Obstructed Hemivagina with Ipsilateral Renal Anomalies

By Smith AR, RTowbin RB, Schaefer CM, Li Y, Towbin AJ

Case Summary

A teenage girl presented with a three-day history of fever and intermittent sharp, stabbing, lower-abdominal pain. The patient’s previous medical history was significant for unilateral polycystic kidney disease with a right nephrectomy and bladder cyst resection in infancy. Additionally, the patient stated that she had menarche at 11 years, with irregular menses. She reported that every other period was heavy and that her last menstrual period ended 4 days earlier.


Noncontrast computed tomography (CT) of the abdomen and pelvis (Figure 1) showed a dilated right hemivagina and a fluid collection in the right lower quadrant. Based on the CT findings, the patient underwent pelvic magnetic resonance imaging (MRI, Figure 2). This demonstrated uterus didelphys with a transverse vaginal septum and obstructed right hemivagina. A complex right adnexal tubular and multilobulated cystic abnormality was present with adjacent stranding, suspicious for a right tubo-ovarian abscess.


Obstructed hemivagina with ipsilateral renal anomalies (OHVIRA), also known as Herlyn-Werner-Wunderlich syndrome (HWW).


OHVIRA is a syndrome characterized by the triad of uterus didelphys, an obstructed hemivagina, and ipsilateral renal anomalies.

The condition is also referred to as Herlyn-Werner-Wunderlich syndrome, although this nomenclature is used only when there is unilateral renal agenesis. The incidence is estimated to be 0.1-3% of Mullerian duct abnormalities.1,2

A brief discussion of normal female genital and renal development is necessary to understand the pathology of OHVIRA syndrome.

In normal renal development the mesonephric duct courses from the mesonephros cranially to the urogenital sinus caudally. At about 5 weeks’ gestation, the ureteric bud branches off the caudal mesonephric tubules and contacts a mass of metanephrogenic mesenchyme, beginning the formation of the kidneys.3

Starting at week 4 weeks’ gestation, a gonadal ridge forms within the mesonephros. The gonadal ridge eventually differentiates into the rudimentary ovary. The mesonephros induces the formation of the paramesonephric duct. During week nine, the caudal portions of the right and left paramesonephric ducts fuse to create a uterine septum. The caudal tip of the uterine septum meets mesonephric ducts at the urogenital sinus, forming a clump of paramesonephric cells between them called the Mullerian tubercle.

There are two competing theories regarding subsequent vaginal development: the classical theory and the theory proposed by Acién. According to the classical theory, the vaginal fornices are derived from the paramesonephric duct, and the distal vagina is derived from the urogenital sinus.4

The Acién theory, however, states that while the uterus and cervix originate from paramesonephric ducts, the entirety of the vagina is derived from fused mesonephric ducts and lined by cells of Mullerian tubercle origin. In the latter theory, the cranial mesonephric ducts still regress, but the caudal portions enlarge and eventually form the vaginal cavity.1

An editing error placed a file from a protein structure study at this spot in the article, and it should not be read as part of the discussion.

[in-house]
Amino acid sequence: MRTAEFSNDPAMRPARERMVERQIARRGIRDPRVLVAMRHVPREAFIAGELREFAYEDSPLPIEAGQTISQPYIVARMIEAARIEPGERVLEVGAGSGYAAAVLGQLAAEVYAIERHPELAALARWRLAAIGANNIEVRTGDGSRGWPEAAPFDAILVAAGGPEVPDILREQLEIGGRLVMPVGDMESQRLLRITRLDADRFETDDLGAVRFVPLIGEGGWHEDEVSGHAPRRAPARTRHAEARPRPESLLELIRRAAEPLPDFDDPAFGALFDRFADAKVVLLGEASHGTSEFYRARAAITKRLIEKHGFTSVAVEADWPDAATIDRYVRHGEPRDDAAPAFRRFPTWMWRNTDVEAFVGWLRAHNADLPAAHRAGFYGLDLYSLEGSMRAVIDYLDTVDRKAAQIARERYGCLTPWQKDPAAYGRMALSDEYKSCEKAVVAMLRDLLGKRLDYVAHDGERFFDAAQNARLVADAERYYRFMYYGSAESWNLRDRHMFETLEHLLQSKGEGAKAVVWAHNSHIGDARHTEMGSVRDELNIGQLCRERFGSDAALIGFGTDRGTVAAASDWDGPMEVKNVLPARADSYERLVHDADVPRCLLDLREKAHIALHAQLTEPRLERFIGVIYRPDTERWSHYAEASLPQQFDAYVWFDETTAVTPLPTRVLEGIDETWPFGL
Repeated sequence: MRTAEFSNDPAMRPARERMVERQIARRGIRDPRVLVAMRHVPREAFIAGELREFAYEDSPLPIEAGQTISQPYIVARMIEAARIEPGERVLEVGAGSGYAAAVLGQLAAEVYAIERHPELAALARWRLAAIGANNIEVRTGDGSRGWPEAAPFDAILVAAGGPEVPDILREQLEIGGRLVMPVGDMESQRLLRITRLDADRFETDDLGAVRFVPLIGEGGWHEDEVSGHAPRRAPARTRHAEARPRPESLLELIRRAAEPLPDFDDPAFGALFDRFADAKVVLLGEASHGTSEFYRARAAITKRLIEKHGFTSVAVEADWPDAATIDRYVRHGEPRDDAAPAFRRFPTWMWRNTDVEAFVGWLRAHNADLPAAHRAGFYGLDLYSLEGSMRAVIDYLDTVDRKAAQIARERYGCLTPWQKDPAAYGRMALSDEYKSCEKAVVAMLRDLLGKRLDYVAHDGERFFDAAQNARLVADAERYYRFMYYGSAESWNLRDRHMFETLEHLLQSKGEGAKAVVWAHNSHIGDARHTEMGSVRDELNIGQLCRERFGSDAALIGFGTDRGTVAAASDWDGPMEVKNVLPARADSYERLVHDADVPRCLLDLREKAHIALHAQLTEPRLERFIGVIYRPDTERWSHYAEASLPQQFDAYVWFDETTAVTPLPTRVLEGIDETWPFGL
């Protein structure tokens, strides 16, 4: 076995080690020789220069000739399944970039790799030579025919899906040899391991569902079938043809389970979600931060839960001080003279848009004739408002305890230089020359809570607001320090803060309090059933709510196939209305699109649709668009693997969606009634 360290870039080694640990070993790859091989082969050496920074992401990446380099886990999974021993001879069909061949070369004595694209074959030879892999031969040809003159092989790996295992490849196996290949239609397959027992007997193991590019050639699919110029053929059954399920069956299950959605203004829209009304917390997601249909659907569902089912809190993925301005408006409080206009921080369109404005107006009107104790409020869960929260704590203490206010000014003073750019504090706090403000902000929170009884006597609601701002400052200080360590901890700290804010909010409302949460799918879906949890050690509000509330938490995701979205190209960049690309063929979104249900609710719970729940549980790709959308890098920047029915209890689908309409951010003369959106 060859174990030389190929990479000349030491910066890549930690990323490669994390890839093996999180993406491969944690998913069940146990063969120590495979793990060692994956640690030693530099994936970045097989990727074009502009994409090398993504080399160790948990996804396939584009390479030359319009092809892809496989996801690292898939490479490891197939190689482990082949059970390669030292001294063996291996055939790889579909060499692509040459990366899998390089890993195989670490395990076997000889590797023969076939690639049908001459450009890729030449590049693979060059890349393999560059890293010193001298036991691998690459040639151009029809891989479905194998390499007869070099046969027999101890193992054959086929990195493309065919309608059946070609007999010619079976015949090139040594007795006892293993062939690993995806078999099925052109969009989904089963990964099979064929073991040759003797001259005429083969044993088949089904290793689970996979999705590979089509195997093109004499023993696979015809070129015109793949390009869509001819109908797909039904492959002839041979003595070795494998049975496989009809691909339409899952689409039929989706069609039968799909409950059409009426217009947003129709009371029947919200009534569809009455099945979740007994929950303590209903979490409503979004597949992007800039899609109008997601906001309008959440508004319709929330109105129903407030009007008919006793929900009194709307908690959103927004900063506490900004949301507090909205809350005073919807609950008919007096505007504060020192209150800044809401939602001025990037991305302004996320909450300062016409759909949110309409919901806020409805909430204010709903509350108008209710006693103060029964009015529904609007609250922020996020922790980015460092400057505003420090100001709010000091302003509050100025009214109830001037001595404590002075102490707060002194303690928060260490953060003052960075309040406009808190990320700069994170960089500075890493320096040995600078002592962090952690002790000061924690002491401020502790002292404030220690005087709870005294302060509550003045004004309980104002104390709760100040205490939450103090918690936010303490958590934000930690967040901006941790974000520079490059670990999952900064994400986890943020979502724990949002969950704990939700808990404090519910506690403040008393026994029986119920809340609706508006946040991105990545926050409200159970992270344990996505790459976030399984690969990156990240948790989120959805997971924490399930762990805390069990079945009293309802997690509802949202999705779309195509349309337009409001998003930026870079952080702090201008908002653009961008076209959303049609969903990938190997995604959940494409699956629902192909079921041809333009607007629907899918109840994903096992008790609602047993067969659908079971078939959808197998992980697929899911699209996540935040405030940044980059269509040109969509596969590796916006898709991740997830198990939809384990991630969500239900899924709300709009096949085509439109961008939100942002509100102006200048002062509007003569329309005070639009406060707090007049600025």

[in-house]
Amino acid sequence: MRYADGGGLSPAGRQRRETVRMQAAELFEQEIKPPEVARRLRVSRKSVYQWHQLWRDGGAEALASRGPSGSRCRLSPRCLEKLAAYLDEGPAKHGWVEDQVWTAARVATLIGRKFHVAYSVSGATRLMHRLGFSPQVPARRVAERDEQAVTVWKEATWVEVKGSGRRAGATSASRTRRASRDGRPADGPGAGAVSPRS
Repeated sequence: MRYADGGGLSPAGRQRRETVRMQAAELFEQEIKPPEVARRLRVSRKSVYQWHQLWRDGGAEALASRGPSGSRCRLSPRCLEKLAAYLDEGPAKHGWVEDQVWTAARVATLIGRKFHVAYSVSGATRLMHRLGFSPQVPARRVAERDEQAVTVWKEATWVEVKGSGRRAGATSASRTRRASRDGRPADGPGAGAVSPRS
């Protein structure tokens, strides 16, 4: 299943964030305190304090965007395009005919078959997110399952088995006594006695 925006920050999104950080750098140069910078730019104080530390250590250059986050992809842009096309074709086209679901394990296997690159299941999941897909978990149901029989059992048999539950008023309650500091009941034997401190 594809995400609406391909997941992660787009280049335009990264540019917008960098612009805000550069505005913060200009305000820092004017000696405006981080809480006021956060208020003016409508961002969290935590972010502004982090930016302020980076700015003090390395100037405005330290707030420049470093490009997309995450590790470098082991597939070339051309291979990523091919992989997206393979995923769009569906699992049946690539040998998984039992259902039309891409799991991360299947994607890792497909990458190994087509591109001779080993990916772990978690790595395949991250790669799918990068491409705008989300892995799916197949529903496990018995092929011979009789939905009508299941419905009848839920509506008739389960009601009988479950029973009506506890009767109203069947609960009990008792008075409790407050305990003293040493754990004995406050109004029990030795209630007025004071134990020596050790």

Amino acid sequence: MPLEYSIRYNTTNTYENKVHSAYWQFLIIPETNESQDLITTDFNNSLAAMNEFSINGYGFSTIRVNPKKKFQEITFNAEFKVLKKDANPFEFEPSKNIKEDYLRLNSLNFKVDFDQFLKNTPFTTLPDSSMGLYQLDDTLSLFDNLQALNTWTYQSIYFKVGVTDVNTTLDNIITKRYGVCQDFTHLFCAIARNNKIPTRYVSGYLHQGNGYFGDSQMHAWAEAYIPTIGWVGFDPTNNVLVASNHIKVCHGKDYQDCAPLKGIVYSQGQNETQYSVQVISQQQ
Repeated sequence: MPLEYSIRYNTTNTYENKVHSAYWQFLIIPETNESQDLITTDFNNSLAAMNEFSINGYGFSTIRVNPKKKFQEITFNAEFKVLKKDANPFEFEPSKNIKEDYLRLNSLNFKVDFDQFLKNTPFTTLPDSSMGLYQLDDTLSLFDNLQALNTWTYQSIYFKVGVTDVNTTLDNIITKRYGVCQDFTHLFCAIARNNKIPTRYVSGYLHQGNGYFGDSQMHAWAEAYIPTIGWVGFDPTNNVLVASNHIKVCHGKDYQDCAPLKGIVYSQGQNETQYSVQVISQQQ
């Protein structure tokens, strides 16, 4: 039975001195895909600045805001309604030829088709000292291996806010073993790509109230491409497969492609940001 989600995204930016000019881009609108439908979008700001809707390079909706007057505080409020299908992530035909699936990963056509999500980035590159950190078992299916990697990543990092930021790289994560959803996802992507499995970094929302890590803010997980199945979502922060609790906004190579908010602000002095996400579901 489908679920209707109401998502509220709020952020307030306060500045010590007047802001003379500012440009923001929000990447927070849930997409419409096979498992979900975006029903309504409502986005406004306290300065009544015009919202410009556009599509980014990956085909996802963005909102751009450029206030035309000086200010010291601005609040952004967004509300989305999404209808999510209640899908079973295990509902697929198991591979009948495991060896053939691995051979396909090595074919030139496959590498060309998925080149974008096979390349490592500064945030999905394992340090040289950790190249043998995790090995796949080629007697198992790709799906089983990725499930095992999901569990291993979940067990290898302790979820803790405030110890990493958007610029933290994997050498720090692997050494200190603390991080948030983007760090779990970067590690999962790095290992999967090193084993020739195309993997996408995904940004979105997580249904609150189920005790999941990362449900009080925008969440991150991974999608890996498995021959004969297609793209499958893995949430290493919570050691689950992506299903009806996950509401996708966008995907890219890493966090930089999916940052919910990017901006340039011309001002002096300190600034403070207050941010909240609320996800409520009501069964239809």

OHVIRA can manifest in various ways. Prepubertal diagnosis is now common with the advent of prenatal imaging. Renal abnormalities are often first diagnosed on prenatal ultrasound and most commonly include a multicystic dysplastic kidney and ipsilateral renal agenesis.5,6 The renal anomalies prompt investigation of potential reproductive tract or other urologic anomalies during childhood with ultrasound, MRI, voiding cystourethrogram, and/or MR urography. Potential urologic anomalies include an ipsilateral ectopic ureter, ureterocele, contralateral vesicoureteral reflux, and recurrent urinary tract infections.5

Gynecologic anomalies are typically diagnosed during either infancy or adolescence. Uterine obstruction leading to hematocolpos or hematometrocolpos can be seen in infancy due to stimulation from maternal hormones. This complication may be identified with a renal ultrasound. If not identified during infancy, gynecologic complications may not be diagnosed until adolescence. At that time patients may present with dysmenorrhea and abdominal or pelvic pain caused by the unilateral vaginal obstruction. In some patients, the mass effect caused by hematocolpos or hematometrocolpos may lead to acute urinary retention as a presenting complaint.2

Patients with an obstructed hemivagina may develop an infection leading to complications such as pyocolpos, pelvic inflammatory disease, or tubo-ovarian abscess.7These complications are often first evaluated with ultrasound. The uterine anomalies are then further evaluated with MRI.

OHVIRA is treated with surgical resection of the hemivaginal septum and drainage of hematocolpos.1,5,7If the vaginal septum is thickened, a hemihysterectomy may be performed.7 While patients with Mullerian abnormalities have decreased fertility, successful pregnancies can occur in both the previously obstructed hemiuterus and the nonobstructed hemiuterus.7


OHVIRA is a rare congenital abnormality of the female genitourinary tract characterized by uterus didelphys, an obstructed hemivagina, and ipsilateral renal anomalies. Potential renal anomalies include ipsilateral renal agenesis and multicystic dysplastic kidney. It is most often diagnosed in pubertal females who present with pelvic or abdominal pain resulting from retained blood products. Treatment includes vaginal septum resection with drainage of hematometrocolpos. Although patients have decreased fertility, pregnancy may still be possible in both uteri.


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Smith AR, RTowbin RB, Schaefer CM, Li Y, Towbin AJ. (Nov 02, 2022). Obstructed Hemivagina with Ipsilateral Renal Anomalies. Appl Radiol. 2022; 51(6):12-14.
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